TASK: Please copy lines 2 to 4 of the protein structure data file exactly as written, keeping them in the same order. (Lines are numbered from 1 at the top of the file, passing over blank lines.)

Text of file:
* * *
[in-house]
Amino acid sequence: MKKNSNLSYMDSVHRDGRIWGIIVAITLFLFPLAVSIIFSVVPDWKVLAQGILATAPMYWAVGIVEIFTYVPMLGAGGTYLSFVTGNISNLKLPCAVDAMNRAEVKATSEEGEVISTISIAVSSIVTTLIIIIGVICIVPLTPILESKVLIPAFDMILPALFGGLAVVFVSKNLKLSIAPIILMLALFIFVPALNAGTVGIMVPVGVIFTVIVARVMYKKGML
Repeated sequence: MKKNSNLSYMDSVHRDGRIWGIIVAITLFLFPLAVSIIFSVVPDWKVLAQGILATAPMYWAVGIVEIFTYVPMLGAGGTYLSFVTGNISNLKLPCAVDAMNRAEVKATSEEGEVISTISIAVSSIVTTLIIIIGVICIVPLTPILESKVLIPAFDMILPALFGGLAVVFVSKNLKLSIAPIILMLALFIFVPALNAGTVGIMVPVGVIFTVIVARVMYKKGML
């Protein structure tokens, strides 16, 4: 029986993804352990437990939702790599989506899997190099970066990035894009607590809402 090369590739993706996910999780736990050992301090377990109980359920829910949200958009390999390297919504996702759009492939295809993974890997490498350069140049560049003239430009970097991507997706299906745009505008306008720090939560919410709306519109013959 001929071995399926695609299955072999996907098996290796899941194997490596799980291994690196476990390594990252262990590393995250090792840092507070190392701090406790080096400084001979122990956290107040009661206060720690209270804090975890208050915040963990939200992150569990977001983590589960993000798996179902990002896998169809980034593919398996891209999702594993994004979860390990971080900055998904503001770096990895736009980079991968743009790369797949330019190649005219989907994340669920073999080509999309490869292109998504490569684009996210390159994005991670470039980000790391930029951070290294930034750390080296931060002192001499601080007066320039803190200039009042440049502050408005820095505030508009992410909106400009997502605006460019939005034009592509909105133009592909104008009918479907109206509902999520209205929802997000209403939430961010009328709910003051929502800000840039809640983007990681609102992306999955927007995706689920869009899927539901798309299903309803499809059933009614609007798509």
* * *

Amino acid sequence: MKKNSNLSYMDSVHRDGRIWGIIVAITLFLFPLAVSIIFSVVPDWKVLAQGILATAPMYWAVGIVEIFTYVPMLGAGGTYLSFVTGNISNLKLPCAVDAMNRAEVKATSEEGEVISTISIAVSSIVTTLIIIIGVICIVPLTPILESKVLIPAFDMILPALFGGLAVVFVSKNLKLSIAPIILMLALFIFVPALNAGTVGIMVPVGVIFTVIVARVMYKKGML
Repeated sequence: MKKNSNLSYMDSVHRDGRIWGIIVAITLFLFPLAVSIIFSVVPDWKVLAQGILATAPMYWAVGIVEIFTYVPMLGAGGTYLSFVTGNISNLKLPCAVDAMNRAEVKATSEEGEVISTISIAVSSIVTTLIIIIGVICIVPLTPILESKVLIPAFDMILPALFGGLAVVFVSKNLKLSIAPIILMLALFIFVPALNAGTVGIMVPVGVIFTVIVARVMYKKGML
């Protein structure tokens, strides 16, 4: 029986993804352990437990939702790599989506899997190099970066990035894009607590809402 090369590739993706996910999780736990050992301090377990109980359920829910949200958009390999390297919504996702759009492939295809993974890997490498350069140049560049003239430009970097991507997706299906745009505008306008720090939560919410709306519109013959 001929071995399926695609299955072999996907098996290796899941194997490596799980291994690196476990390594990252262990590393995250090792840092507070190392701090406790080096400084001979122990956290107040009661206060720690209270804090975890208050915040963990939200992150569990977001983590589960993000798996179902990002896998169809980034593919398996891209999702594993994004979860390990971080900055998904503001770096990895736009980079991968743009790369797949330019190649005219989907994340669920073999080509999309490869292109998504490569684009996210390159994005991670470039980000790391930029951070290294930034750390080296931060002192001499601080007066320039803190200039009042440049502050408005820095505030508009992410909106400009997502605006460019939005034009592509909105133009592909104008009918479907109206509902999520209205929802997000209403939430961010009328709910003051929502800000840039809640983007990681609102992306999955927007995706689920869009899927539901798309299903309803499809059933009614609007798509």